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and the retormes pline, at a general assembly maintained openly in a dispute against Lethington the secretary of state, that subjects might and qught to execute God's judgments upon their king; that the fact of Jehu and others against their king, having the ground of God's ordinary coinmand to put such and such offenders to death, was not extraordinary, but to be imitated of all that preferred the honour of God to the affection of flesh and wicked princes; that kings, if they offend, have no privilege to be exempted from the punishments of law more than any other subject: so that if the king be a murderer, adulterer, or idolater, he should suffer, not as a king, but as an offender; and this position he repeats again and again before them. Answerable was the opinion of John Craig, another learned divine, and that laws made by the tyranny of princes, or the negligence of people, tlieir posterity might abrogate, and reform all things according to the original institution of commonwealths. And Knox, being commanded by the nobility to write to Calvin and other learned men for their judgments in that question, refused; alleging, that both himself was fully resolved in conscience, and had heard their judgments, and had the same opinion under handwriting of many the most godly and most learned that he knew in Europe; that if he should nove the question to them again, what should he do but show his own forgetfulness or inconstancy? All this is far more largely in the ecclesiastic history of Scotland, 1. 4, with many other passages to this effect all the book over, set out with diligence by Scotsmen of best repute among them at the beginning of these troubles; as if they laboured to inform us what we were to do, and what they intended upon the like occasion.

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And to let the world know, that the whole church and protestant state of Scotland in those purest tinies of reformation were of the same belief, three years after, they inet in the field Mary their lawful and hereditary queen, took her prisoner, yielding before fight, kept her in prison, and the same year deposed her. Buchan. Hist. l. 18.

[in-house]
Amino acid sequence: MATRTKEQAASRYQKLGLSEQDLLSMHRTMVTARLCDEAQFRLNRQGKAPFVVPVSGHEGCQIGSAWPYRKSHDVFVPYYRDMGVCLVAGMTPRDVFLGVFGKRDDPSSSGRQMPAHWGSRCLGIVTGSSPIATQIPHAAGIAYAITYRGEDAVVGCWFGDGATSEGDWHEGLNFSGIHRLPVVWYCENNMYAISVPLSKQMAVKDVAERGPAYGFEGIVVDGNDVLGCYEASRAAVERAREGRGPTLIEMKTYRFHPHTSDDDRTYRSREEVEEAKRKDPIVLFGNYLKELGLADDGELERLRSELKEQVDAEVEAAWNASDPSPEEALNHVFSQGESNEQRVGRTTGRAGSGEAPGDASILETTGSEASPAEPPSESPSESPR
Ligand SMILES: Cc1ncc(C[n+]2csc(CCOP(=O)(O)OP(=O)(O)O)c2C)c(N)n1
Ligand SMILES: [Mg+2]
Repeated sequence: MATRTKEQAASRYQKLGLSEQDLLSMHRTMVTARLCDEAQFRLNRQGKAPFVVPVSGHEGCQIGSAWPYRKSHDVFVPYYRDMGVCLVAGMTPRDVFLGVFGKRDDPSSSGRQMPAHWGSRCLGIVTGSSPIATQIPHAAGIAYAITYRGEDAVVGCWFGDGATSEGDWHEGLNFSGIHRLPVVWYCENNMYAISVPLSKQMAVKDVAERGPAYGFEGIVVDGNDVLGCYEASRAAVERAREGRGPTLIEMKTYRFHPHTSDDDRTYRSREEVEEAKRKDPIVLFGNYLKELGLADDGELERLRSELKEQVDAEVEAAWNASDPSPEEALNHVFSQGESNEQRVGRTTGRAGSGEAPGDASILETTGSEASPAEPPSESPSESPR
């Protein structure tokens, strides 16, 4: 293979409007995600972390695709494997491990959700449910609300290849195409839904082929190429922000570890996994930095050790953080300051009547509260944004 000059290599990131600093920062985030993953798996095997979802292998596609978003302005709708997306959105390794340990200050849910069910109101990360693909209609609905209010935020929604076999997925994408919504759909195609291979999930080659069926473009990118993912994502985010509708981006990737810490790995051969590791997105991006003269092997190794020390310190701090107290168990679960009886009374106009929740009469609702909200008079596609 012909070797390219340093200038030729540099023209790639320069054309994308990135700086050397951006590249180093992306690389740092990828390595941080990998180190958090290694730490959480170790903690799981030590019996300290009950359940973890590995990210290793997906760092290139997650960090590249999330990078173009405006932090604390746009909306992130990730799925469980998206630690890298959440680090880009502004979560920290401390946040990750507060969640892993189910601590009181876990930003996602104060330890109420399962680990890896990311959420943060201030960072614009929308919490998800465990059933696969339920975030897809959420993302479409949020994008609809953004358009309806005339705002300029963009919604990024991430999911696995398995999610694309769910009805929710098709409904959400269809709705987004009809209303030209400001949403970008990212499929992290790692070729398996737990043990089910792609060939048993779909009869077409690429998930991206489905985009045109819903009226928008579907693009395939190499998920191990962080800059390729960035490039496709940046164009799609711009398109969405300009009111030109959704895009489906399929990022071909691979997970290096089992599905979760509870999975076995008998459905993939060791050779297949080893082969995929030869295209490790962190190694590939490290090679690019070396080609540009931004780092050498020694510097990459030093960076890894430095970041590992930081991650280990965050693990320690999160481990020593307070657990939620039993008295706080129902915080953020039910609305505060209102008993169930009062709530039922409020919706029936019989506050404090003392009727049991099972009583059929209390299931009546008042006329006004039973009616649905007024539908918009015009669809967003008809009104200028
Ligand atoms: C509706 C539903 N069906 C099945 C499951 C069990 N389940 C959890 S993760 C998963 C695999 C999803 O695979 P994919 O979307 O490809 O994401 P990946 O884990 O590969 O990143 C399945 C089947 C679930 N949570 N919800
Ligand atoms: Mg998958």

And four years after that, the Scots, in justification of their deposing queen Mary, sent embassadors to queen Elizabeth, and in a written declaration alleged, that they had used towards her more lenity than she deserved ; that their ancestors had heretofore punished their kings by death or banishment; that the Scots were a free nation, made king whom they freely choose, and with the same freedom unkinged him if they saw cause, by right of ancient laws and ceremonies yet remaining, and old customs yet among the highlanders in choosing the head of their clans, or families; all which, with many other arguments, bore witness, that regal power was nothing else but a mutual covenant or stipulation between king and people. Buch. Hist. 1. 20. These were Scotsmen and presbyterians : but what measure then have they lately offered, to think such liberty less beseeming us than themselves, presuming to put him upon us for a master, whom their law scarce allows to be their own equal? If now then we hear them in another strain than heretofore in the purest times of their church, we may be confident it is the voice of faction speaking in them, not of truth and reformation. Which no less in England than in Scotland, by the mouths of those faithful witnesses communly called puritans and nonconformists, spake as clearly for the putting down, yea the utmost punishing of kings, as in their several treatises may be read; even from the first reign of Elizabeth to these